Mai 36 Galerie is delighted to present the first exhibition of Christian Lindow and to announce the representation of the Estate of Christian Lindow. Fabrice Stroun was invited to curate the exhibition.
To exhibit Christian Lindow’s work today, more than a quarter of a century after his passing away at the age of 45, compels us to reconsider the aesthetic categories with which we have framed the 1980s. Born in AltenburgThüringen in East Germany, Lindow settled in Bern at the end of the 1960s. After exhibiting geometric sculptures and conceptual photographs, he began to paint in an illustrative style. Before long, his paint thickened, became more gestural, and his motifs became indistinguishable from brisk, broad brushstrokes that characterize the overall architecture of his paintings. While the artist’s output from 1977 onward seems to fall squarely within the thendominant currents of Germanic Neo-Expressionism, Lindow’s paintings sever the association we have come to take for granted between, on the one hand, the discernible intensity and speed of their execution and, on the other, the expression of the artist’s subjectivity.
The vast majority of his paintings feature a single, central motif: a fish on a plate, a mountain, a beach, a curtain, a facade, a bowl of fruit. Selected for their ubiquitous quality, they appear to us as readymade images. And even when he selects subjects that come from his immediate surroundings, such as his own recent figurative wooden sculptures, or his wife’s face, the quality (or lack thereof) of his reproductive treatment suggests an already mediated origin. The fact that Lindow worked in series, produced numerous ‘versions’ of many of his paintings, down to seemingly accidental drips (in the manner of Robert Rauschenberg’s Factum I and II), further accentuates this quality of artificiality, and underscores the fact that questions surrounding the nature of images, their reproduction and circulation, are at the heart of his practice.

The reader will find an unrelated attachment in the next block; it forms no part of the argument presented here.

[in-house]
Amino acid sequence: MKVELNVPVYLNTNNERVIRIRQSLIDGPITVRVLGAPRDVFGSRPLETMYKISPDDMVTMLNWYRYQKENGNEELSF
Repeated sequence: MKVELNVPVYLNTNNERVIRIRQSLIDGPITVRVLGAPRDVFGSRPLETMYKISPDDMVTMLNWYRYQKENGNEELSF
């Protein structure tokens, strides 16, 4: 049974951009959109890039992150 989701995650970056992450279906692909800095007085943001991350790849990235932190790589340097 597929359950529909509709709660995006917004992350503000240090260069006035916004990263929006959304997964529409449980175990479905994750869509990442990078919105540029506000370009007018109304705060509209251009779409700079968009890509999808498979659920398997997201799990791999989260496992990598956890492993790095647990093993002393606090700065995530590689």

Lindow’s oeuvre stands as a paradox: for all its apparent physicality and expressiveness, its numerous selfimposed restraints – be it its limited chromatic range or its almost rationed choice of subjects – produces a form without effects. Even if Christian Lindow’s practice could not have emerged in any other era than the late 1970s, when the status of the image was profoundly modified by its accelerated circulation, it is not emblematic of his generation. It remains singular and uncomfortable. Devoid of lyricism, processual, rugged rather than buoyant, this oeuvre, that so clearly delineates the body of painting, also marks the limits of representation.
– Fabrice Stroun
The work of Christian Lindow (1945 – 1990) has been widely exhibited since the 1980s. His first major exhibition was at Kunsthalle Bern in 1982, followed, in 1983, by Le Consortium, Dijon. In 1988 he had another show Kunsthalle Bern. Following his premature death in 1990, a retrospective exhibition was shown at FRAC Bourgogne, and in 1995 a touring exhibition was hosted by Kunstmuseum Winterthur and Musée de La Chaux de Fonds. After a long time of absence, the show held in 2015 at Le Consortium, Dijon drew the deserved attention back to the oeuvre of Christian Lindow.